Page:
[3165.4] Distracted Drivers, at Risk Child Passengers
M.L. Macy, R.M. Cunningham, G.L. Freed. Department of Emergency Medicine, University of Michigan, Ann Arbor, Mi; Child Health Evaluation and Research (CHEAR) Unit, Division of General Pediatrics, University of Michigan, Ann Arbor, Mi; Injury Center, University of Michigan, Ann Arbor, Mi.
BACKGROUND: Distracted driving is an important factor in motor vehicle collisions (MVCs). Most distracted driving research has focused on texting among teen and young adult drivers. MVCs remain a leading cause of death for children yet little is known about distractions among those who drive child passengers.
OBJECTIVE: To describe distractions of those who drive child passengers and to examine associations between distracted driving and child passenger restraint in accordance with Michigan (MI) law and driver prior involvement in MVCs.
DESIGN/METHODS: Cross-sectional survey of parents and caregivers of children 1-12 years old treated in 2 MI emergency departments for any reason, 10/2011 - 5/2012. Drivers were asked how often in the past month they performed distracting activities: phone calls (handheld, hands-free); child-care (feed, pick up a dropped toy); parent self-care (grooming, eat); directions (navigation system, map); entertainment (changing CD or DVD) and texting while driving their child. Drivers reported child passenger restraint use and prior MVCs. Bivariate analyses were conducted.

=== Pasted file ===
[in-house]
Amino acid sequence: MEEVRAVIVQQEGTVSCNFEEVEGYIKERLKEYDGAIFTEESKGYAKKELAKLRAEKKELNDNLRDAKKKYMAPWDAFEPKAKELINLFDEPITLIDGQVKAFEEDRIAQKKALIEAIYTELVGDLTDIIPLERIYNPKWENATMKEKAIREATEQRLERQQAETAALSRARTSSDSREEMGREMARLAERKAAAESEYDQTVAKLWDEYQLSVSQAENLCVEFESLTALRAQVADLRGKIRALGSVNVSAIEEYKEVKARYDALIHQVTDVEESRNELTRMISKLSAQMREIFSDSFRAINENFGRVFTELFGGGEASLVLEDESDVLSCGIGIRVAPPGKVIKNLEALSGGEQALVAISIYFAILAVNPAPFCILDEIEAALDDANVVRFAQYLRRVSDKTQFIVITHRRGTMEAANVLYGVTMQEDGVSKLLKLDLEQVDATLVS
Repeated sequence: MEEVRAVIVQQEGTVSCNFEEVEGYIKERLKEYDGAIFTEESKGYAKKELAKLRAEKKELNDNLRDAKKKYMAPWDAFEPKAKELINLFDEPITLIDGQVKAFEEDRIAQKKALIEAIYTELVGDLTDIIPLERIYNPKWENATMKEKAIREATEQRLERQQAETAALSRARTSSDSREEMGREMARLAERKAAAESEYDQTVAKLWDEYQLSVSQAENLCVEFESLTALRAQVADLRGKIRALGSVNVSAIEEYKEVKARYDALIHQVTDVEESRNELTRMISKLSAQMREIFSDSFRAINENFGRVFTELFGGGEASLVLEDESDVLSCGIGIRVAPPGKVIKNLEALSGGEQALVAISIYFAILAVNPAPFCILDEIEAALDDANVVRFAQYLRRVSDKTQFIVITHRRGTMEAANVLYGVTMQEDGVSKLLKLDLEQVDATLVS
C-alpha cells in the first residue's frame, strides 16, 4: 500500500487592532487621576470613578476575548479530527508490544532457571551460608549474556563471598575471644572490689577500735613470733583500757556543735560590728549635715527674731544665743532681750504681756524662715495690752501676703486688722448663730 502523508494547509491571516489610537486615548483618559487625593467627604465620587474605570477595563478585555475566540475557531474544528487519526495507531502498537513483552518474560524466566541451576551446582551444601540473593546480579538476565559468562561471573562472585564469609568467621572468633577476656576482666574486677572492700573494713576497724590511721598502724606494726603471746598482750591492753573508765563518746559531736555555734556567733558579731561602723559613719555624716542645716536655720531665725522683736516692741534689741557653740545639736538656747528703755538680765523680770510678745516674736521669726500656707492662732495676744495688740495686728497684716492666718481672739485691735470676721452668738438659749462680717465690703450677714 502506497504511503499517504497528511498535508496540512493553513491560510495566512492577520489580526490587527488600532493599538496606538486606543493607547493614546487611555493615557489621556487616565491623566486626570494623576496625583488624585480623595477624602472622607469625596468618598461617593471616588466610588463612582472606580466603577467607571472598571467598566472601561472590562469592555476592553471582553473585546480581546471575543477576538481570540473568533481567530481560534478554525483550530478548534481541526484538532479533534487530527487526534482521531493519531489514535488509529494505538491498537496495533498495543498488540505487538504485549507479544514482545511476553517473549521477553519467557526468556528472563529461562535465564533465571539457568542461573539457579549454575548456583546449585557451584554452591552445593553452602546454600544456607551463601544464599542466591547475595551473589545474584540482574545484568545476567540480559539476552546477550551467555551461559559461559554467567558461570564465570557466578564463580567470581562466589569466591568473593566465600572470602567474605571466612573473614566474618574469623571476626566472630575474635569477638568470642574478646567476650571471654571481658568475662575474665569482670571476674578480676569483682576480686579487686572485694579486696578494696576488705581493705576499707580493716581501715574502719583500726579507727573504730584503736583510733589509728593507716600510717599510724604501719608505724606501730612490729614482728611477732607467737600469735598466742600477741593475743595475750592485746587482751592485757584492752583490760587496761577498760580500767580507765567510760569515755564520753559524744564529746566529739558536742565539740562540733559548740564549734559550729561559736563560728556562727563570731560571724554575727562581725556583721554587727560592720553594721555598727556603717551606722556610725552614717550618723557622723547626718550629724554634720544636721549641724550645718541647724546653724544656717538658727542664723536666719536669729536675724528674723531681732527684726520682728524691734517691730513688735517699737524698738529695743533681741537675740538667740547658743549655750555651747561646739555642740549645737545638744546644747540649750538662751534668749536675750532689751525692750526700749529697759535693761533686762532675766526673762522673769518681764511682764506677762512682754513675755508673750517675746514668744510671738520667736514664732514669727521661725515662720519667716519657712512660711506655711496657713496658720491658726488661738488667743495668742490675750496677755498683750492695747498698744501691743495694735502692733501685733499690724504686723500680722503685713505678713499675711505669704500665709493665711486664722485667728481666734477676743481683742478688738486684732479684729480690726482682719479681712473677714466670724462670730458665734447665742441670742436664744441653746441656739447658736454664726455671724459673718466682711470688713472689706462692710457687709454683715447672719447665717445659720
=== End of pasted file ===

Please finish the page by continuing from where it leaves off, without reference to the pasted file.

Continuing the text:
RESULTS: Of 618 drivers surveyed, 575 (93%) completed all distracted driving items. Distractions from phone calls were most common and texts least common (Figure).
Drivers of child passengers NOT restrained in accordance with MI law more often reported child-care distractions (80% vs. 69%, p=0.016) and texting (24% vs. 13%, p=0.002) than drivers of child passengers restrained in accordance with MI law. Distracted driving was more often reported by drivers EVER in an MVC than drivers NEVER in an MVC (Table).
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